Forest and Wildlife Resources - Geography
Exercise Page No 22
1. Multiple choice questions.
(i) Which of these statements is not a valid reason for the depletion of flora and fauna?
(a) Agricultural expansion.
(b) Large scale developmental projects.
(c) Grazing and fuelwood collection.
(d) Rapid industrialisation and urbanisation.
Grazing and fuelwood collection
(ii) Which of the following conservation strategies do not directly involve community participation?
(a) Joint forest management
(b) Beej Bachao Andolan
(c) Chipko Movement
(d) Demarcation of Wildlife sanctuaries
Demarcation of wildlife sanctuaries
2. Match the following animals with their category of existence.
|Animals/Plants||Category of existence|
|Andaman wild pig||Endangered|
|Himalayan Brown Bear||Vulnerable|
|Pink Head Duck||Endemic|
|Animals/Plants||Category of existence|
|Andaman wild pig||Endemic|
|Himalayan Brown Bear||Rare|
|Pink Head Duck||Extinct|
3. Match the following.
|Reserved Forests||Other forests and wastelands belonging to both government and private individuals and communities|
|Protected Forests||Forests are regarded as most valuable as far as the conservation of forest and wildlife resources|
|Unclassed Forests||Forest lands are protected from any further depletion|
|Reserved Forests||Forests are regarded as most valuable as far as the conservation of forest and wildlife resources|
|Protected Forests||Forest lands are protected from any further depletion|
|Unclassed Forests||Other forests and wastelands belonging to both Government and private individuals and communities|
4. Answer the following questions in about 30 words.
(i) What is biodiversity? Why is biodiversity important for human lives?
Biodiversity is made up of various types of life forms found on earth. It is a measure of variation at the ecosystem, species and genetic level. Biodiversity is abundant in Tropical areas. Tropical areas cover 10 per cent of the earth surface, but they host 90% of the world species.
Contribution of biodiversity in human lives
- Agriculture – Variety of Plant species meet our needs for food.
- Their contribution to business and industry
- Leisurely activities
- Ecological services
(ii) How have human activities affected the depletion of flora and fauna? Explain
- Various river valley projects have affected the flora and fauna
- Many illegal Mining projects have depleted the flora and fauna
- Too many development projects for leisure activities in the forests have negatively affected.
- Too many human activities in the forest area due to rising population and lack of space has created human-animal conflict.
5. Answer the following questions in about 120 words.
(i) Describe how communities have conserved and protected forests and wildlife in India.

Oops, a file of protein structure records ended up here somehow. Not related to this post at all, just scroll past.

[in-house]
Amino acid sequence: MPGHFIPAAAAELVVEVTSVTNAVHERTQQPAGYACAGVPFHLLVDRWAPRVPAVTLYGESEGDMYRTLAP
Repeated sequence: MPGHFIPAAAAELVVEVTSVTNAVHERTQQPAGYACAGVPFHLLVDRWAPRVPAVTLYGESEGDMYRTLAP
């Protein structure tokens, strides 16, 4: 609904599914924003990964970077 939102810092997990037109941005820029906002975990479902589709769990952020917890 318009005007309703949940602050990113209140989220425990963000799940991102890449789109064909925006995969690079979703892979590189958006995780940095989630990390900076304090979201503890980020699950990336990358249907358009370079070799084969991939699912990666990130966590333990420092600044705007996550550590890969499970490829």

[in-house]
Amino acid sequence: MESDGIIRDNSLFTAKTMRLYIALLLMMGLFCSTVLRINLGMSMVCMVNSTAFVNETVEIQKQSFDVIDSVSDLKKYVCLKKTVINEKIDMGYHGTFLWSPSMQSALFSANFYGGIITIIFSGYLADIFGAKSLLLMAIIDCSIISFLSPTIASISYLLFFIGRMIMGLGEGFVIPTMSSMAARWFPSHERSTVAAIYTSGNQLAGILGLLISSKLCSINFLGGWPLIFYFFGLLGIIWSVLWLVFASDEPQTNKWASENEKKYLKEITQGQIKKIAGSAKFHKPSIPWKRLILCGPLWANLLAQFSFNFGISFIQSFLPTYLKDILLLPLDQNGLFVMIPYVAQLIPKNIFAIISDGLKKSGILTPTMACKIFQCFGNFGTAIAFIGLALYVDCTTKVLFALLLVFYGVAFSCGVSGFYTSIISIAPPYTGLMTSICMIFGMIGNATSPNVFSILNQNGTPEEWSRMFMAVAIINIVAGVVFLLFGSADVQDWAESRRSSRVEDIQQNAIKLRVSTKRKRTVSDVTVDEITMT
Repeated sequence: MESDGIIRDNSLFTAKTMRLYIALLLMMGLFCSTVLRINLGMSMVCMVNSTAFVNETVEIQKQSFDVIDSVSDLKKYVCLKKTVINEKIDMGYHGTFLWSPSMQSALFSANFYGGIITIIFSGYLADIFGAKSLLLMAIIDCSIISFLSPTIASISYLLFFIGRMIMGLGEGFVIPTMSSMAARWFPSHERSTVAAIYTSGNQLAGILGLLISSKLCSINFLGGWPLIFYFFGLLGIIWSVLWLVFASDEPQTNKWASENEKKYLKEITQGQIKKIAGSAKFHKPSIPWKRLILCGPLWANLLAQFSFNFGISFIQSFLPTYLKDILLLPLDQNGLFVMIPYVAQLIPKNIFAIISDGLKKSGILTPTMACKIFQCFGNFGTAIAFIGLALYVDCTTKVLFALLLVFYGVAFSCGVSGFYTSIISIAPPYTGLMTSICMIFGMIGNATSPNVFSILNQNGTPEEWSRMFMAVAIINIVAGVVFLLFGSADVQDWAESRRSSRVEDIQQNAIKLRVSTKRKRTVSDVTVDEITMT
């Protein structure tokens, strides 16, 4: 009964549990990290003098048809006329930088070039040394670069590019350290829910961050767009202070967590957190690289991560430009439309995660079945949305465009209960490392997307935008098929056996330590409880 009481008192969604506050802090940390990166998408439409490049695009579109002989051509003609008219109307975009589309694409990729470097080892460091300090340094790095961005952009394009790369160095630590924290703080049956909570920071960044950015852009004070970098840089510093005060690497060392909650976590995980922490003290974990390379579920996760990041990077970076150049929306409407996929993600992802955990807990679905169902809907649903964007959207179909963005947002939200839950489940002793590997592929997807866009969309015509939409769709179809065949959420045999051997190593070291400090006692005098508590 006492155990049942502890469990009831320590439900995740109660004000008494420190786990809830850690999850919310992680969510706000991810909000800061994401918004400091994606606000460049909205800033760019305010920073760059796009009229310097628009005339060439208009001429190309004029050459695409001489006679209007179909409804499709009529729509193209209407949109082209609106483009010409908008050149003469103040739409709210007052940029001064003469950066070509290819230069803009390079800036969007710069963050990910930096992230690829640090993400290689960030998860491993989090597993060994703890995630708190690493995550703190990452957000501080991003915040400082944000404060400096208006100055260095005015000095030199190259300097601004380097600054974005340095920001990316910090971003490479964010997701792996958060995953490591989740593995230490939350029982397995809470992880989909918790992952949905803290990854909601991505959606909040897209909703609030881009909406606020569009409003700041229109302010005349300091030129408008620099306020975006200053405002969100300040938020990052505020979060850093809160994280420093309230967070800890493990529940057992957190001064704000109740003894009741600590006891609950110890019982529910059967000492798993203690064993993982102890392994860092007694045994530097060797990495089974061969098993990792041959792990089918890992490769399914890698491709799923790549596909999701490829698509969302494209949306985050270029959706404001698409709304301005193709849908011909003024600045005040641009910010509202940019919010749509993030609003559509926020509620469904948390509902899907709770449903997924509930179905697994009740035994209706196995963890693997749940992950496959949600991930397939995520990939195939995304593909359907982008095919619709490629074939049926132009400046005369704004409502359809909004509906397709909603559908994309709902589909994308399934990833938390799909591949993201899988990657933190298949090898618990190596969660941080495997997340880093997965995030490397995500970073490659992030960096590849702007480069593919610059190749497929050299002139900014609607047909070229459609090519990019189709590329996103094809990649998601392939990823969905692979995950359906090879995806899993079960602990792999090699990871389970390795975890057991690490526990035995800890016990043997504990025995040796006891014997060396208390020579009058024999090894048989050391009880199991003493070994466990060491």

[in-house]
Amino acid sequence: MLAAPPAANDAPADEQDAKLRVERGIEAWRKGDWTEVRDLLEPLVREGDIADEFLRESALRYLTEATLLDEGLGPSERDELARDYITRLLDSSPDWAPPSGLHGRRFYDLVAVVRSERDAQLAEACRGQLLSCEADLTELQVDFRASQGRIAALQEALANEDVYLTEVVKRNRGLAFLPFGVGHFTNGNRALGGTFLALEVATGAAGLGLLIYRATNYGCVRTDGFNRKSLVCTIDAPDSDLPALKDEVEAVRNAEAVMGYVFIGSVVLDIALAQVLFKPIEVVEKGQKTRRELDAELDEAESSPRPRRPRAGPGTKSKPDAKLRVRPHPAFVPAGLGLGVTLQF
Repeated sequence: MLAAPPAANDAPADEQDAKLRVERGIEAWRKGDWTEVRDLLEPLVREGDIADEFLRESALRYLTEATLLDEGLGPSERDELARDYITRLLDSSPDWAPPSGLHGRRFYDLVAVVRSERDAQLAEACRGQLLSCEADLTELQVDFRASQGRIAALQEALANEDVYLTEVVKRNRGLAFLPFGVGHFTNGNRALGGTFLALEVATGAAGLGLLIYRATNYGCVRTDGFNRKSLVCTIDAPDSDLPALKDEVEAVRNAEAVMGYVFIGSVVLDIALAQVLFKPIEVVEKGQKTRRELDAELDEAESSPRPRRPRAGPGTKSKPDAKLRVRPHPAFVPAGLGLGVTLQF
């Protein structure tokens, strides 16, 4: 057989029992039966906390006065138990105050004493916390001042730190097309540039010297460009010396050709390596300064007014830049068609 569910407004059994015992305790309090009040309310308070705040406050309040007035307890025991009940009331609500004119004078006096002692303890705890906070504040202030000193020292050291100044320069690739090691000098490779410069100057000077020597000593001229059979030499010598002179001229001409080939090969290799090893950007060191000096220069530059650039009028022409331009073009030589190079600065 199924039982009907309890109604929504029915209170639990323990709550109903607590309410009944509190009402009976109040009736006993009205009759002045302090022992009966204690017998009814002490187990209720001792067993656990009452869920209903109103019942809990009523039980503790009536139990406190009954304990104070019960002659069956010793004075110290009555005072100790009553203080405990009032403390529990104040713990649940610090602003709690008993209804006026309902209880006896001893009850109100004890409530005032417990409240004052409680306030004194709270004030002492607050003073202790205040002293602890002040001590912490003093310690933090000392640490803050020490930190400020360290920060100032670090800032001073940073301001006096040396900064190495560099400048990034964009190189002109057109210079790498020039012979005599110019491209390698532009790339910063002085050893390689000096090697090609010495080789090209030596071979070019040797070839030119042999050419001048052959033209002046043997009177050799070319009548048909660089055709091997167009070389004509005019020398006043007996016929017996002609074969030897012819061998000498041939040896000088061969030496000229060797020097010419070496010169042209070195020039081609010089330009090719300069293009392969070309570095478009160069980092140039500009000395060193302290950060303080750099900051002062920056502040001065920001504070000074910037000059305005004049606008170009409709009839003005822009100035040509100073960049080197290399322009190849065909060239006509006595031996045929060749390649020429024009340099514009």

The famous Chipko movement in the Himalayas has not only successfully resisted deforestation in several areas but has also shown that community afforestation with indigenous species can be enormously successful.
Certain societies revere a particular tree which they have preserved from time immemorial. The Mundas and the Santhal of Chota Nagpur region worship mahua (Bassia latifolia) and kadamba (Anthocaphalus cadamba) trees. The tribals of Odisha and Bihar worship the tamarind (Tamarindus indica) and mango (Mangifera indica) trees during weddings. To many of us, peepal and banyan trees are considered sacred.
In Sariska Tiger Reserve, Rajasthan, villagers have fought against mining by citing the Wildlife Protection Act. In many areas, villagers themselves are protecting habitats and are explicitly rejecting government involvement. The inhabitants of five villages in the Alwar district of Rajasthan have declared 1,200 hectares of forest as the Bhairodev Dakav ‘Sonchuri’, declaring their own set of rules and regulations which do not allow hunting and are protecting the wildlife against any outside encroachments.
(ii) Write a note on good practices towards conserving forest and wildlife.
In India, joint forest management (JFM) programme furnishes a good example of involving local communities in the management and restoration of degraded forests. The programme has been in formal existence since 1988 when the state of Odisha passed the first resolution for joint forest management. JFM depends on the formation of local (village) institutions that undertake protection activities mostly on degraded forest land managed by the forest department. In return, the members of these communities are entitled to intermediary benefits like non-timber forest produces and share in the timber harvested by ‘successful protection’. The clear lesson from the dynamics of both environmental destruction and reconstruction in India is that local communities everywhere have to be involved in some kind of natural resource management. But there is still a long way to go before local communities are at the centre stage in decision-making. Accept only those economic or developmental activities, that are people-centric, environment-friendly and economically rewarding.